Tips and Strategies for Asking Your Clients for Payment

When I first started my bookkeeping & consulting business, I discovered that bookkeepers and accountants are often expected to start work, and even complete work, before getting paid. Accountants seem to have some of the worst Accounts Receivable collection rates.

People expect to have to pay lawyers before they do any work. They also generally expect to have to put a good size deposit down when hiring a contractor. We put deposits down with the phone company, utilities and pay for our retail purchases before we are able to use them.

Asking for payment, even on delivery of work, is difficult. Our clients just don’t seem to feel that it is necessary. They want their work done and handed over, and will leave saying “send me a bill,” and if you give them the bill, they say, “I’ll send you a cheque.” Then, they seem to forget that bill exists.

As a bookkeeper, you could spend hours, days and even weeks getting your client’s work done, filing their GST and payroll remittances and getting the government off their backs, and still not receive timely payment for your services.

Since there is no way to recover the time you have spent, you have no choice but to wait until the client decides to pay you. You can hold on turning over of the work until you are paid, but that still typically doesn’t get you paid in a reasonable amount of time. I have held onto client’s work for over 2 years.

How many times has a client asked you to go ahead and electronically file their GST or taxes, and then not bothered to pick up the work because they have already gotten the result they ultimately required? They really don’t care to have the work back once things are filed. Heck, you can also do them a favor and store their documents for free.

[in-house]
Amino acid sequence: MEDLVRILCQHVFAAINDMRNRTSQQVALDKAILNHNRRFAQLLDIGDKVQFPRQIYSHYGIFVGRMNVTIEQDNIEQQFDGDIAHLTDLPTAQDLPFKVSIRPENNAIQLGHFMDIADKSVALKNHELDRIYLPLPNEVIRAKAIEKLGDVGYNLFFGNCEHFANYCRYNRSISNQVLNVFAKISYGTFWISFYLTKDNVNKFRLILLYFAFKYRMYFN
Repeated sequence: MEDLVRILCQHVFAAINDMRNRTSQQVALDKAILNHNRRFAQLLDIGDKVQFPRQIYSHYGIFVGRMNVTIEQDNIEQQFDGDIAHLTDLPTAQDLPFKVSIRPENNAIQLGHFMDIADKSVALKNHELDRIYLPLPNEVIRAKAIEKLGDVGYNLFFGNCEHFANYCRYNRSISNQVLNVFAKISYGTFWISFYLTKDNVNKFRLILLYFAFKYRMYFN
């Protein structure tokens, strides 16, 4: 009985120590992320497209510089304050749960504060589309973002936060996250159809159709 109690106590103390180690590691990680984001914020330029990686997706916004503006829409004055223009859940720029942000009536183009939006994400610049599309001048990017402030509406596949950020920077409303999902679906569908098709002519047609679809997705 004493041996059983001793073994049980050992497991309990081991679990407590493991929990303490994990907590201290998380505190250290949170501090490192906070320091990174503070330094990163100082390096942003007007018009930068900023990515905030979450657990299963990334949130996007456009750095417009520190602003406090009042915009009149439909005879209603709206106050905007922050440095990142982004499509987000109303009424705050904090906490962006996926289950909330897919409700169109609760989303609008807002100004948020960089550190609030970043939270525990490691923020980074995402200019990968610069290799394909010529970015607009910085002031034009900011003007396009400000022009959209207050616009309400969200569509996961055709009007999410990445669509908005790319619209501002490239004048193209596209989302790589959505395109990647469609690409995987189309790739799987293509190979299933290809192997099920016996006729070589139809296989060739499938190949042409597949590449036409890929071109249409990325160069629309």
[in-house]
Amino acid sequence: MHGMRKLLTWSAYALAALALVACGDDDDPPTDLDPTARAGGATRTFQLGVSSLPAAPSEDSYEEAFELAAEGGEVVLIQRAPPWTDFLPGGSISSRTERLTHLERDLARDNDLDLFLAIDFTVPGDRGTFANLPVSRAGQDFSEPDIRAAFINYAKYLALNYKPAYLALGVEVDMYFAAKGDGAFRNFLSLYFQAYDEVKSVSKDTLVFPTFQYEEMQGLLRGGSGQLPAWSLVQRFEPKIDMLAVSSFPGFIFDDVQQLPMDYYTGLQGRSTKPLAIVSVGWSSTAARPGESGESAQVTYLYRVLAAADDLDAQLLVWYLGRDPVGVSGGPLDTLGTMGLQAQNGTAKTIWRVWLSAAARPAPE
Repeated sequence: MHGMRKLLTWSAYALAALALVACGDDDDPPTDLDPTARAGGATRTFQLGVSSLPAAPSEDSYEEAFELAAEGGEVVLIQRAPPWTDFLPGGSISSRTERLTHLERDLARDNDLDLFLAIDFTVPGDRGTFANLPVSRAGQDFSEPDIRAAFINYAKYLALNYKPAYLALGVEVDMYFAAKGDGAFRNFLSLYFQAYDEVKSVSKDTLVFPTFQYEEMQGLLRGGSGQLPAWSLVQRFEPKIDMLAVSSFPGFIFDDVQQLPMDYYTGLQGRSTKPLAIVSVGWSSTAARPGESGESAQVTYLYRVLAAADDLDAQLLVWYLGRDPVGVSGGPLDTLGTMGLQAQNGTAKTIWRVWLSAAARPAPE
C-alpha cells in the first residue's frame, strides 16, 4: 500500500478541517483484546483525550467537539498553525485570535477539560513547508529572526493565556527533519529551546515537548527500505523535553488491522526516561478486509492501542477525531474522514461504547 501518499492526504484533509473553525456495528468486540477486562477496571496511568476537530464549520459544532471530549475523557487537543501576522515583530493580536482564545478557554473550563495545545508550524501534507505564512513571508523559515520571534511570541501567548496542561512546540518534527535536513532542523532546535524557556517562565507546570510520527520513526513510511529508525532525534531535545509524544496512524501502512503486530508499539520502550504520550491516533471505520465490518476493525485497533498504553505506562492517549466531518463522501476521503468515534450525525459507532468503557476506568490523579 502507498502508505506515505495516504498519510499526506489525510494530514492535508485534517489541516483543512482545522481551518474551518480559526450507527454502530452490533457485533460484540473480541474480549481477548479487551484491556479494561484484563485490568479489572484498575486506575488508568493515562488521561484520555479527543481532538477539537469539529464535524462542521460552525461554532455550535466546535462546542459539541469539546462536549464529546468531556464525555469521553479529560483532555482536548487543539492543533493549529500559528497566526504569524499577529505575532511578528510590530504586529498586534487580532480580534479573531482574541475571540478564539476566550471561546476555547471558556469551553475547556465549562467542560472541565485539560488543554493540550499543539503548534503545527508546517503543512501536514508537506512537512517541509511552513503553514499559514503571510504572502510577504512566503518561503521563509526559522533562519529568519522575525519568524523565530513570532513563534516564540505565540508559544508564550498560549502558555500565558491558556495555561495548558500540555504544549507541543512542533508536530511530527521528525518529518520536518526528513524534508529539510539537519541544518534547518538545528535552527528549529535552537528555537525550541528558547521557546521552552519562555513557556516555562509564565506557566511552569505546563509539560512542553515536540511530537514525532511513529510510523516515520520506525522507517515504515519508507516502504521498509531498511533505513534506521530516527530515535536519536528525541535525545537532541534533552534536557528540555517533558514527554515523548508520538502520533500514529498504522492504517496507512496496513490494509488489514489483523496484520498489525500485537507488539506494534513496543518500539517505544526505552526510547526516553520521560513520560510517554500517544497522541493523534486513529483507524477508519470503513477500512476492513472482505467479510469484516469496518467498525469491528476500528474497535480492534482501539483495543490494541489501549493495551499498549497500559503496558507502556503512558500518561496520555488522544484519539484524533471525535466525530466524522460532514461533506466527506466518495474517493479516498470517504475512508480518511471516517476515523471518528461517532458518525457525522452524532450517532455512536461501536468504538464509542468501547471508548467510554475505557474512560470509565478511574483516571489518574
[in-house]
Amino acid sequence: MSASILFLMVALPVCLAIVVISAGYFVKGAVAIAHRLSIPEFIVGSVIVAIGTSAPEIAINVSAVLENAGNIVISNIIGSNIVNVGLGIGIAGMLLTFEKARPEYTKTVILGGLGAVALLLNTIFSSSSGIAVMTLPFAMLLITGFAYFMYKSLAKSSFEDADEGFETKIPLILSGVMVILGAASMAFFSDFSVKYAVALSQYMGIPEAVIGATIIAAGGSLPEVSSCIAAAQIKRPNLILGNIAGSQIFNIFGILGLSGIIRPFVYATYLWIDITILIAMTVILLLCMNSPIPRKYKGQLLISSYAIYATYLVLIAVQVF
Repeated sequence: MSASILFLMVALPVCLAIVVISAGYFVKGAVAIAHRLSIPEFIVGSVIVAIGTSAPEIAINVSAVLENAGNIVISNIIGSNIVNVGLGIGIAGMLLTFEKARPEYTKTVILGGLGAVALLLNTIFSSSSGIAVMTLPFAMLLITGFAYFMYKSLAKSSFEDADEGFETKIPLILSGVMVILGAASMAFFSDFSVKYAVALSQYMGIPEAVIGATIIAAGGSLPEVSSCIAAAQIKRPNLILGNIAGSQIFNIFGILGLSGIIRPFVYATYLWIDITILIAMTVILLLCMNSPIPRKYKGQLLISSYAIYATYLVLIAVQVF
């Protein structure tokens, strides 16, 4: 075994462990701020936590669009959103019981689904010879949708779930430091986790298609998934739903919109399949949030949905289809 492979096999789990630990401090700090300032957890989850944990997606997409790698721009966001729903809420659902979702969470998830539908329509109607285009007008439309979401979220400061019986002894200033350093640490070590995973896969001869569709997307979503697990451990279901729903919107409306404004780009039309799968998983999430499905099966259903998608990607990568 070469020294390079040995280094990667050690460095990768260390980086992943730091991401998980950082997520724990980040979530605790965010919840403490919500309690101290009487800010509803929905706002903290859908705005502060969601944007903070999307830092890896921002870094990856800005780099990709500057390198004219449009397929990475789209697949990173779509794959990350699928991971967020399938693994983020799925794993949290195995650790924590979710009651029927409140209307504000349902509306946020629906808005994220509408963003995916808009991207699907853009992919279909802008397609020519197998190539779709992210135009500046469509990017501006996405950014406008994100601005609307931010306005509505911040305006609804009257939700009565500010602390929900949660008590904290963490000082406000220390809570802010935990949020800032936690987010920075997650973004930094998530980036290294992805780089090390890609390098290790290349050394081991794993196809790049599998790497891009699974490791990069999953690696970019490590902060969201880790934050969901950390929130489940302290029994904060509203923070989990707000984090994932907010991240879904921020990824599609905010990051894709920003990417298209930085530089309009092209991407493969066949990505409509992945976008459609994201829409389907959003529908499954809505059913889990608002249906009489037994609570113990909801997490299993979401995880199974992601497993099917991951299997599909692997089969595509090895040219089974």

People treat you how you let them. As bookkeepers and accountants, we need to understand the value of our services and expertise. Yes, the job we do is a “necessary evil,” but it is also highly beneficial to our clients. They benefit from a job well done with timely, important information about their business, and appreciate that they can use our work as a tool to help them make discussions on the future of their business. We take the stress off them in regards to the meeting of their government requirements and the proper paying of their employees. They depend on us for advice and guidance in so many areas.

We are business people, no different than they are. We have operating expenses, filing requirements, employees to pay and a living to make. Retailers don’t hand over a sweater and say, “Sure, just send me a cheque when you can.” We don’t’ have charge accounts at restaurants that we clear up months after we enjoy that wonderful meal. The car dealer doesn’t hand over the keys to our new car without payment by yourself or your finance company. Many businesses can retain the product that was not paid for and recover part of their costs. Knowledge workers, like ourselves, recover nothing by retaining our client’s work. It is of no benefit to anyone but the client.

When something benefits only the client, then the client needs to understand this and should expect that he needs to “pay for the ride before getting on the roller coaster”.